A modern, solar-powered home breathes new life into the Dutch countryside

November 20, 2018 by  
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In the Twente countryside of Rijssen, the Netherlands, Dutch practice Reitsema & partners architects and landscape architecture firm Eelerwoude recently completed a new solar-powered dwelling that — despite its contemporary design — looks surprisingly at home with its bucolic surroundings. Taking inspiration from the rural vernacular, the designers styled the three-building project after farmhouse architecture with a modern twist. Dubbed Erve BE and powered by solar energy, the energy-efficient abode consists of a main building and two annexes, all with simple gabled forms and strong sight lines to the landscape. The long and slender volumes of the Erve BE country estate were created in reference to the traditional Twente barns distinguished by their low roof gutters; the new construction is also marked by an absence of gutters to create minimalist eaves. The architects gave the barn architecture more contemporary flair with modern roof trusses and walls of glass as well as with striking patinated zinc roofs over 200 feet in length. The cladding, window frames and roof trusses were built from pre-grayed wood to blend the structures in with the environment. In addition to the abundance of glass and slender floor plan, the main residence and both annexes are set up along two axes that reinforce sight lines toward the Regge River Valley and allow for views straight through the house. Related: A historic farmhouse is transformed into a modern home with a green roof “The buildings are characterized by their slender floor plans and calmly designed roof surfaces, which appear almost as natural parts of the landscape,” the architects explained. “The house is characterized by a strong relationship between the interior and exterior. A long hallway runs along the front, linking the various functions. Large windows frame the landscape. The facilities are grouped near the entrance, and the living room and kitchen are separated by a veranda , which provides access to a patio that extends into the meadow.” Sustainability was also a guiding principle in the design. To keep energy use to a minimum, the home was built with timber-frame construction with a high insulation value. A hidden solar photovoltaic system also helps offset the electricity footprint. + Reitsema & partners architects Photography by Ronald Tilleman via Reitsema & partners architects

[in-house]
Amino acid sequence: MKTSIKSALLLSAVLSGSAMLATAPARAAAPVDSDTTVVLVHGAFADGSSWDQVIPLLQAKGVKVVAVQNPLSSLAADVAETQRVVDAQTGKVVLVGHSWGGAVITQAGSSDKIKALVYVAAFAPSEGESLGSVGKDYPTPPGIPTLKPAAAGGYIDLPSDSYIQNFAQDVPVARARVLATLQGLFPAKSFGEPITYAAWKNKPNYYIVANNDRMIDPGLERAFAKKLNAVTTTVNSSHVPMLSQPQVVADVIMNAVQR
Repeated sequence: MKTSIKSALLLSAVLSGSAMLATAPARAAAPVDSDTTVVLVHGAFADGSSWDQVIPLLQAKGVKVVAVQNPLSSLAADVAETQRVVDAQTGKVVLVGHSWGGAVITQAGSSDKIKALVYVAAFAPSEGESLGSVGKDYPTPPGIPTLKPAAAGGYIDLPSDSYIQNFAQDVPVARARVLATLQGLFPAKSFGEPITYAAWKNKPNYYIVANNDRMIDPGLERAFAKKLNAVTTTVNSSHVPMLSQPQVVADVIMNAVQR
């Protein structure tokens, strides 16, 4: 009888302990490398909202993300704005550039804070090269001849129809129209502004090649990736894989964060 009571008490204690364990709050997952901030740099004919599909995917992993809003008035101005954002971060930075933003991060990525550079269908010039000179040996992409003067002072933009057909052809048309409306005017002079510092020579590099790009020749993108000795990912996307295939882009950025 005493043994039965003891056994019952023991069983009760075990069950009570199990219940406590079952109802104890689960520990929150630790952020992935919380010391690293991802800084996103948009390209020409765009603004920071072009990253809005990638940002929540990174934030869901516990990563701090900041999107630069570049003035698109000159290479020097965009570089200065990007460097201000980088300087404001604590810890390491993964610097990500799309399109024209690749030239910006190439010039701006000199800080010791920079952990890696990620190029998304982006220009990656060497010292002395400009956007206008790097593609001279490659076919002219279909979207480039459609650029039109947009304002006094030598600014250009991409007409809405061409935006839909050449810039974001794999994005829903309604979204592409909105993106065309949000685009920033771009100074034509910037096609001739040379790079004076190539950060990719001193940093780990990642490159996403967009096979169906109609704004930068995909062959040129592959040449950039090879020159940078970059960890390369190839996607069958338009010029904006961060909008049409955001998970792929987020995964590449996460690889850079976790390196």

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A modern, solar-powered home breathes new life into the Dutch countryside

Energy-savvy art museum is anchored atop a historic Dutch dike

September 4, 2018 by  
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Rising out of a historic dike, the new Lisser Art Museum pays homage to the landscape’s context while offering a new contemporary cultural destination in Lisse, The Netherlands. Dutch architecture firm KVDK architecten headed the recently completed project and embraced smart, sustainable solutions from the optimization of natural daylighting to gray water collection systems. Wrapped in earth-colored Petersen bricks, the modest, light-filled building feels like an extension of the forest, and ample glazing provides connection with nature on all sides. Commissioned by the VandenBroek Foundation, the small-scale museum is located in the Keukenhof, a former country estate dating from the 17th century that had featured a terraced garden with an artificial dike — unique in the Netherlands at the time. The estate was later redesigned in 1860 by landscape architects J.D. and L.P. Zocher, who transformed it into a cultural park that has since achieved national heritage status. The recently completed museum was an addition in the Keukenhof cultural park masterplan drafted in 2010. “One ingenious but also complicated strategy involved placing the foundations in the historical dike core, thereby making the museum the pivot point between a landscaped approach, the historical terraced landscape, the open sandy area and the wooded dune ridge,” the architects explained. “Intensive consultation and careful dimensioning ensured that the plan for a museum on this sensitive spot was wholeheartedly embraced by the Cultural Heritage Agency of the Netherlands, the government body that oversees the register of national monuments.” Related: Daan Roosegaarde uses light art to breathe new life into an iconic Dutch dike The museum comprises two main volumes, the lower of which is set into the dike — glass curtain walls emphasize and embrace the land form — and supports the upper, cantilevered volume enclosed in brick . The interior is flexible with multipurpose spaces and follow the Guggenheim principle in which visitors experience all the exhibition spaces by winding down from the highest point. In addition to natural lighting, the museum is equipped with thermal energy storage, a green roof and a gray water system for toilets. The museum depot is located inside of the dike to take advantage of the earth’s natural cooling properties. + KVDK architecten Via ArchDaily Images by Sjaak Henselmans and Ronald Tilleman

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Energy-savvy art museum is anchored atop a historic Dutch dike

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